Covenant Theology & UUism- Intro

November 14, 2014 at 1:20 am Leave a comment

Unity Unitarian has a worship theme for each month- November’s is Covenant. This is an important idea in UU history and theology that has its origins in Calvinism and the Old Testament (Hebrew Bible). Since I was raised Methodist and later attended a Lutheran college, before joining Unity my understanding of covenant was primarily that of the historical covenant between the Hebrew people and YHWH. The idea that in return for following only God (or placing him before other Gods), they would have his special protection as his chosen people. Throughout the Hebrew Bible, God makes several covenants with different patriarchs on behalf of their family or people- Adam, Noah, Moses and David. These covenants are repeatedly broken, and God punishes humanity as a whole, or the people of Israel specifically, but then forgives them and makes a new covenant.

Some Christians believe in a New Covenant between God and Christians as the new chosen people- some see this as replacing God’s covenant with the Jewish people (supersesessionism). This is not the type of covenant that Unitarians believe in, especially considering we don’t believe in the doctrine of substitutionary atonement- the idea that Jesus “stood in” for all of humanity to atone for our collective sin.

Basically to sum up relevant history- Unitarianism arose in Transylvania & Hungary, Poland (the Socinians) and spread to England. Meanwhile Congregationalist churches had been founded in the Plymouth Colony & the Massachusetts Bay Colony by both Puritans & Calvinist Presbyterians. Some of them became influenced by Unitarian theology from England. So how does this connect with covenant theology? The founders of the Plymouth Colony wrote the Mayflower Compact together as an agreement of self-governance. They made a commitment to each other as a community. Really this document is a cross between the secular social contract (a tradition going back to the Magna Carta) and the covenant, because it was seen as an agreement between the people themselves, as well as between the people and God.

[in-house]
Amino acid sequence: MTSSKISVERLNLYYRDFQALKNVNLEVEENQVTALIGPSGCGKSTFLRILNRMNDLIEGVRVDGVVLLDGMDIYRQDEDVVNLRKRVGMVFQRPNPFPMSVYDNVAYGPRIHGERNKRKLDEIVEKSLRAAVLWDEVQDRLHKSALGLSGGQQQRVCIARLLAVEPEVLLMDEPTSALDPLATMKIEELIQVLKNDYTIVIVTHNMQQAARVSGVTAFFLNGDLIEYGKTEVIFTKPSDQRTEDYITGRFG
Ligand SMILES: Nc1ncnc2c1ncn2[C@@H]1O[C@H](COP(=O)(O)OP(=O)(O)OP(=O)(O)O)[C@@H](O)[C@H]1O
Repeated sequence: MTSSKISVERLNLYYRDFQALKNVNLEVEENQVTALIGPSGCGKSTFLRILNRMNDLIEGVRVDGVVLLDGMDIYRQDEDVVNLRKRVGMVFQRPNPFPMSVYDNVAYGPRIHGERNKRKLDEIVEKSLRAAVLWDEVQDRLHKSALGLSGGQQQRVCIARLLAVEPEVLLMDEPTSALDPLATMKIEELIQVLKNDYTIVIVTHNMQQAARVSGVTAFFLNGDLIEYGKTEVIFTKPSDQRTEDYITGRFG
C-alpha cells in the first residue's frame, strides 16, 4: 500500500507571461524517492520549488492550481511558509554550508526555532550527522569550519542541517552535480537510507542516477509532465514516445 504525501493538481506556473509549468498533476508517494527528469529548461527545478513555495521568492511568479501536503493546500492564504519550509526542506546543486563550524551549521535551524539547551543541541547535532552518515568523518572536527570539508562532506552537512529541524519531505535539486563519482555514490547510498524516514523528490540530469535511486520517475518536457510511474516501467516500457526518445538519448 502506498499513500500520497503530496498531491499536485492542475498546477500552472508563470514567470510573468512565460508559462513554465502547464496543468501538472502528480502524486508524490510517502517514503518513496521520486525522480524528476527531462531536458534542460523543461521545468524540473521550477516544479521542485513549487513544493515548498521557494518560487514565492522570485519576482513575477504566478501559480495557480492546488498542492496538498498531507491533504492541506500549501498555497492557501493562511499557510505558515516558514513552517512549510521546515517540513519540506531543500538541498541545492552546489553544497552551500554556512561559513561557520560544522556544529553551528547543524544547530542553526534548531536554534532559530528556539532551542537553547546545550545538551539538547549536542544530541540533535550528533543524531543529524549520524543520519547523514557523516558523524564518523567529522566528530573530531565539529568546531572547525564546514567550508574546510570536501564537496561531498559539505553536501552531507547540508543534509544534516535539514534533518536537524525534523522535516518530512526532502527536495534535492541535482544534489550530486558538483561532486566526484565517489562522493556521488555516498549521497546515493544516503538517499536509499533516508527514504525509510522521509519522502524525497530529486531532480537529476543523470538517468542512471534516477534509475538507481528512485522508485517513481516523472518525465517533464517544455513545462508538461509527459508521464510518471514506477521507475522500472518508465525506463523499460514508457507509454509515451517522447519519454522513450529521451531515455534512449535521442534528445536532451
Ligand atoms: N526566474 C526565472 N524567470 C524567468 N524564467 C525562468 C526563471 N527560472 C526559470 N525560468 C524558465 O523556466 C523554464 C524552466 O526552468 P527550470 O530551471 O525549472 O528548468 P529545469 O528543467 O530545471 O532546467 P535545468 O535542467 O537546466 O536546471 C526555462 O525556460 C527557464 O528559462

However, since Unitarian Universalists as a whole are rather “sorta kinda maybe?” about the existence of God, is the idea of covenant still relevant to us? This question has been raised, particularly by humanist/atheist UUs (one person I’ve been conversing with online claims the use of covenant is reflective of a “fetish” for Christocentric language) I’m not sure I agree with that, but it does raise a valid question. I’m also interested in comparing the idea of covenant to similar concepts in polytheistic religions. Stay tuned for more!

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Entry filed under: Theology, Unitarian Universalism. Tags: , , , , , , , .

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